together is the concept of emergence from a world or a womb below the
earth’s surface to the world above. The concept of emergence is ubiquitous
in both time and place. It is found in song, in story, in agriculture, in art, in
architecture, in ceremony, in poetry and in prayer.
Emergence is foremost an experience of birth, of origin and of
beginning. Emergence stories proclaim that all life - human, animal and
plant life - are conceived in and born from the womb of Mother Earth. In
many cases the three underworlds prior to this one are metaphorically linked
to the trimesters of pregnancy and prenatal development. In the case of the
Navajo, gender issues and identity are resolved in the third world or the third
trimester of the prenatal development of their ancestral peoples.
The emergence from the womb of Mother Earth makes all people and indeed all life - children of Mother Earth. Because in most cases the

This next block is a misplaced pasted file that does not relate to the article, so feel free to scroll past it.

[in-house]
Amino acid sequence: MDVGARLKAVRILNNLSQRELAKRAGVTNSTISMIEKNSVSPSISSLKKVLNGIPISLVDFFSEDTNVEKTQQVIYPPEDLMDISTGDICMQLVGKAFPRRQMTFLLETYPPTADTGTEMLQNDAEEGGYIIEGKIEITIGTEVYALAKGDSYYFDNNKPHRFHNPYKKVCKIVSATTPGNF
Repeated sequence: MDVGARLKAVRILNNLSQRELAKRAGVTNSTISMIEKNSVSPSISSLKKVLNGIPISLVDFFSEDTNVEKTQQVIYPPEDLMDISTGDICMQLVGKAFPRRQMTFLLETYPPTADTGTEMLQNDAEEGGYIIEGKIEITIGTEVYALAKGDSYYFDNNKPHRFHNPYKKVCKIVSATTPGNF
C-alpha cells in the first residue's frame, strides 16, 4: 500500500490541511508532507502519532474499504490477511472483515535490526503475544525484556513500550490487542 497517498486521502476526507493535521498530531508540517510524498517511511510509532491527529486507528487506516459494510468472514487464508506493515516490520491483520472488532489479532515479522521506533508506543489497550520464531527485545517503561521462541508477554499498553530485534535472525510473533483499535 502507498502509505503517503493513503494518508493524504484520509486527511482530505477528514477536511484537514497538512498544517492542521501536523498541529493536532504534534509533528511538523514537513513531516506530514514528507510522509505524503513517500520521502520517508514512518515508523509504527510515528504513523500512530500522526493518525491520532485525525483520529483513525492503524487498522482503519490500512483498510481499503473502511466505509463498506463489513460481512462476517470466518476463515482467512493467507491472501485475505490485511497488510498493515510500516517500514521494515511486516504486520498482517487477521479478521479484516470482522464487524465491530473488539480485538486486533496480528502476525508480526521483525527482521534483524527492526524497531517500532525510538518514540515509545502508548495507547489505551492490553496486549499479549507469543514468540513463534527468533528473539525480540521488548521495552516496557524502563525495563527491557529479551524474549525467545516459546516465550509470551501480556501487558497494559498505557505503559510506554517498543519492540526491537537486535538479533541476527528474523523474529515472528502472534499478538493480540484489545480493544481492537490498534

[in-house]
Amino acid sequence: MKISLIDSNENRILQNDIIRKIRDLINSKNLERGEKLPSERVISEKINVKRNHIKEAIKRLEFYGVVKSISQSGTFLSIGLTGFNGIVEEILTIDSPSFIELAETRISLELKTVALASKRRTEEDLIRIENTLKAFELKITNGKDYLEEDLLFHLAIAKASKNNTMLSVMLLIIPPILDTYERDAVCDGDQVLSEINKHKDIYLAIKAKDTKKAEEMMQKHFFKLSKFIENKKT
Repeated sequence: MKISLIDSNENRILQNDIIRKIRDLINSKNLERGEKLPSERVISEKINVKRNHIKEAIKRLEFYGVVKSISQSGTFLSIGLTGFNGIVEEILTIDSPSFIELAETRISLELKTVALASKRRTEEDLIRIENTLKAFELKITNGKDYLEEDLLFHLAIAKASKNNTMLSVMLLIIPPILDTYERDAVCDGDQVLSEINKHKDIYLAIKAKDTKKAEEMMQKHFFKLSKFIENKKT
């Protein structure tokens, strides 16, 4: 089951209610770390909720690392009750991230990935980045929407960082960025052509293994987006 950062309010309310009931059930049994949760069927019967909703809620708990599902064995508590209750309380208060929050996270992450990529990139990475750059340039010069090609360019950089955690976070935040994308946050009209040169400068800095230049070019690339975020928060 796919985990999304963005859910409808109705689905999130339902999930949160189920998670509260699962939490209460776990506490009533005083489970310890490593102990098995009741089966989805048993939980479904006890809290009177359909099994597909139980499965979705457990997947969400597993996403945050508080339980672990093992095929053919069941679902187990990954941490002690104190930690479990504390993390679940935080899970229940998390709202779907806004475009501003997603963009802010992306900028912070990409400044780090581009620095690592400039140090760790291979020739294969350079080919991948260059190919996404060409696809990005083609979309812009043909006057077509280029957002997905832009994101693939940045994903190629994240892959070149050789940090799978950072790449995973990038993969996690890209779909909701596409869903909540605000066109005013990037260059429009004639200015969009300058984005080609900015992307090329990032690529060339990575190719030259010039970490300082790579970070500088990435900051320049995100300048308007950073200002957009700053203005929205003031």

other species also emerged with the ancestors of humans, birth from the
womb of Mother Earth unites all living beings into a single kindred with the
earth. Plants that grow from seeds that germinate in the womb of Mother
Earth are also of this same kindred. The earth provides the origin and
sustenance for all life, and therefore all life constitutes a single family.
Southwestern Native American accounts of their origin intertwine the
literal and the metaphorical in ways that convey a different kind of truth than
the truths found in solely literal attempts to render accounts of human